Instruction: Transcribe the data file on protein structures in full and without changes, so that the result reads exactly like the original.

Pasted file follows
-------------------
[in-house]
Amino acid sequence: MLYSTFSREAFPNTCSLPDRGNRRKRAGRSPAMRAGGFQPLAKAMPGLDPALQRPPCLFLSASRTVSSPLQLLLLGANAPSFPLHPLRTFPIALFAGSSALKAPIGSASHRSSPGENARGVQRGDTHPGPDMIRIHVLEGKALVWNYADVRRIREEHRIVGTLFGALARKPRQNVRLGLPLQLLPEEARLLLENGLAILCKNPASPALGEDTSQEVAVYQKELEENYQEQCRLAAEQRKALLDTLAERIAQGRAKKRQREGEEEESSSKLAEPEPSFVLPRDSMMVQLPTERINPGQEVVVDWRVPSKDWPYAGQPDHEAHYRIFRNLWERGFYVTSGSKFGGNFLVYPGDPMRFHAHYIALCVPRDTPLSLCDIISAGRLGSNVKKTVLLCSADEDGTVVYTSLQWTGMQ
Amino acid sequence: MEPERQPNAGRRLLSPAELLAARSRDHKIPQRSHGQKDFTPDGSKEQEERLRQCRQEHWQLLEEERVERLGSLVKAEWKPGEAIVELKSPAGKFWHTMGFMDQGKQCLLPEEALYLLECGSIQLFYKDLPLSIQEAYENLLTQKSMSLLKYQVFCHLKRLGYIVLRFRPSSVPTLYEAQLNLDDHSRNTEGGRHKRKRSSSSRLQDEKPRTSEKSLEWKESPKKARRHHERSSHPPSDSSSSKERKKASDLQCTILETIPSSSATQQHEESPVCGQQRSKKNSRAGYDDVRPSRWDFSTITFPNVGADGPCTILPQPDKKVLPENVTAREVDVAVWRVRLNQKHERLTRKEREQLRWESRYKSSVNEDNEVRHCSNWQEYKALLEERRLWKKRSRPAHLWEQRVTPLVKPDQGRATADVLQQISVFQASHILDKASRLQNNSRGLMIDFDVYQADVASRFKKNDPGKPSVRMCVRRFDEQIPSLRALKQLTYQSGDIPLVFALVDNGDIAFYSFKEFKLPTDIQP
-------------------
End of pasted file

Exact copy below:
[in-house]
Amino acid sequence: MLYSTFSREAFPNTCSLPDRGNRRKRAGRSPAMRAGGFQPLAKAMPGLDPALQRPPCLFLSASRTVSSPLQLLLLGANAPSFPLHPLRTFPIALFAGSSALKAPIGSASHRSSPGENARGVQRGDTHPGPDMIRIHVLEGKALVWNYADVRRIREEHRIVGTLFGALARKPRQNVRLGLPLQLLPEEARLLLENGLAILCKNPASPALGEDTSQEVAVYQKELEENYQEQCRLAAEQRKALLDTLAERIAQGRAKKRQREGEEEESSSKLAEPEPSFVLPRDSMMVQLPTERINPGQEVVVDWRVPSKDWPYAGQPDHEAHYRIFRNLWERGFYVTSGSKFGGNFLVYPGDPMRFHAHYIALCVPRDTPLSLCDIISAGRLGSNVKKTVLLCSADEDGTVVYTSLQWTGMQ
Amino acid sequence: MEPERQPNAGRRLLSPAELLAARSRDHKIPQRSHGQKDFTPDGSKEQEERLRQCRQEHWQLLEEERVERLGSLVKAEWKPGEAIVELKSPAGKFWHTMGFMDQGKQCLLPEEALYLLECGSIQLFYKDLPLSIQEAYENLLTQKSMSLLKYQVFCHLKRLGYIVLRFRPSSVPTLYEAQLNLDDHSRNTEGGRHKRKRSSSSRLQDEKPRTSEKSLEWKESPKKARRHHERSSHPPSDSSSSKERKKASDLQCTILETIPSSSATQQHEESPVCGQQRSKKNSRAGYDDVRPSRWDFSTITFPNVGADGPCTILPQPDKKVLPENVTAREVDVAVWRVRLNQKHERLTRKEREQLRWESRYKSSVNEDNEVRHCSNWQEYKALLEERRLWKKRSRPAHLWEQRVTPLVKPDQGRATADVLQQISVFQASHILDKASRLQNNSRGLMIDFDVYQADVASRFKKNDPGKPSVRMCVRRFDEQIPSLRALKQLTYQSGDIPLVFALVDNGDIAFYSFKEFKLPTDIQP